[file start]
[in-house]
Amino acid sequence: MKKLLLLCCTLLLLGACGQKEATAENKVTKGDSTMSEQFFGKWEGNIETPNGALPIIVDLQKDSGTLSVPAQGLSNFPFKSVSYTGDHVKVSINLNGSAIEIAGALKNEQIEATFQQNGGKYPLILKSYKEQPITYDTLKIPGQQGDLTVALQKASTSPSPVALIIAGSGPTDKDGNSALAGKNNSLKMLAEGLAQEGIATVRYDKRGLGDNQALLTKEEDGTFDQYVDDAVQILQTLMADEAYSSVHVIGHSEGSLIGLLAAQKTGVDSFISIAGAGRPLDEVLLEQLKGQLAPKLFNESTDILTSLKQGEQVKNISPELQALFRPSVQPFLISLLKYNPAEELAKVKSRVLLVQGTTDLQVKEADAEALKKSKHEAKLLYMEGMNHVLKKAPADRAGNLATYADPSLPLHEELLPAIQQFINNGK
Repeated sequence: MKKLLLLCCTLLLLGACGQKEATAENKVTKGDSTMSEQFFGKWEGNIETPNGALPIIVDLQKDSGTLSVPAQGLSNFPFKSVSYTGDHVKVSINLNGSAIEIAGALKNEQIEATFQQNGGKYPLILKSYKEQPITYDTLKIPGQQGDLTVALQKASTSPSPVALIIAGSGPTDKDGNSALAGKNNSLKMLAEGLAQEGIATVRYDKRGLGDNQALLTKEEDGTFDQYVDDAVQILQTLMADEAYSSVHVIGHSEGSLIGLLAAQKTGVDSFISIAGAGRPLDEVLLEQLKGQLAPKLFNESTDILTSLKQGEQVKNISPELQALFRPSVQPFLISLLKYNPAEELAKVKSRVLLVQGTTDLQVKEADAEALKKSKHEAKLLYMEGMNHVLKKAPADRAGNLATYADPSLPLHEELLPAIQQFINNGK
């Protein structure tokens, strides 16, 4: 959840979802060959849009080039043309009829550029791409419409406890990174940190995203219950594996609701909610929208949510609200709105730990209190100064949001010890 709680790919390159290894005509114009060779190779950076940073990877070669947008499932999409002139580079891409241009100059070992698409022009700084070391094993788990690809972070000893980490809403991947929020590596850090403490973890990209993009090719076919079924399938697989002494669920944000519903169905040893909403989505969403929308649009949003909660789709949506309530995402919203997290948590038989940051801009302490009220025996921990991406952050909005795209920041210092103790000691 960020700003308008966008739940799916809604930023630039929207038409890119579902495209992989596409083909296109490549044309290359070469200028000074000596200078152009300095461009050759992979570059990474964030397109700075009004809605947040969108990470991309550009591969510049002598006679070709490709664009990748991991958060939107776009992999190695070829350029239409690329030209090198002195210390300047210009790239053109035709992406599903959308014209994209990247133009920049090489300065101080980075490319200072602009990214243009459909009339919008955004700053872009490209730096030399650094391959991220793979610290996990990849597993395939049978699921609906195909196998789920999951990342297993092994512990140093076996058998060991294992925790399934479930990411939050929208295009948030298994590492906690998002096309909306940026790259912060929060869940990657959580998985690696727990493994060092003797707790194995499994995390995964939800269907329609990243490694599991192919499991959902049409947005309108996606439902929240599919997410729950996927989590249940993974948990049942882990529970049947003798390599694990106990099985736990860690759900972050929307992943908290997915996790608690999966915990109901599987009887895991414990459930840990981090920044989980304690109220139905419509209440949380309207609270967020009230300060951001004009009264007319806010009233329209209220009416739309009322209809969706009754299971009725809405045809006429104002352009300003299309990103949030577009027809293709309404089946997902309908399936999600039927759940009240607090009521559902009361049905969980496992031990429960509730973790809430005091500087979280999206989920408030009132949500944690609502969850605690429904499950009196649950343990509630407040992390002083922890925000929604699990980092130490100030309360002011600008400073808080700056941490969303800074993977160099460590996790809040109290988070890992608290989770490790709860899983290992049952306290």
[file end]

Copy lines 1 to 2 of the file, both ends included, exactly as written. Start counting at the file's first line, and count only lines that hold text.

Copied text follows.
[in-house]
Amino acid sequence: MKKLLLLCCTLLLLGACGQKEATAENKVTKGDSTMSEQFFGKWEGNIETPNGALPIIVDLQKDSGTLSVPAQGLSNFPFKSVSYTGDHVKVSINLNGSAIEIAGALKNEQIEATFQQNGGKYPLILKSYKEQPITYDTLKIPGQQGDLTVALQKASTSPSPVALIIAGSGPTDKDGNSALAGKNNSLKMLAEGLAQEGIATVRYDKRGLGDNQALLTKEEDGTFDQYVDDAVQILQTLMADEAYSSVHVIGHSEGSLIGLLAAQKTGVDSFISIAGAGRPLDEVLLEQLKGQLAPKLFNESTDILTSLKQGEQVKNISPELQALFRPSVQPFLISLLKYNPAEELAKVKSRVLLVQGTTDLQVKEADAEALKKSKHEAKLLYMEGMNHVLKKAPADRAGNLATYADPSLPLHEELLPAIQQFINNGK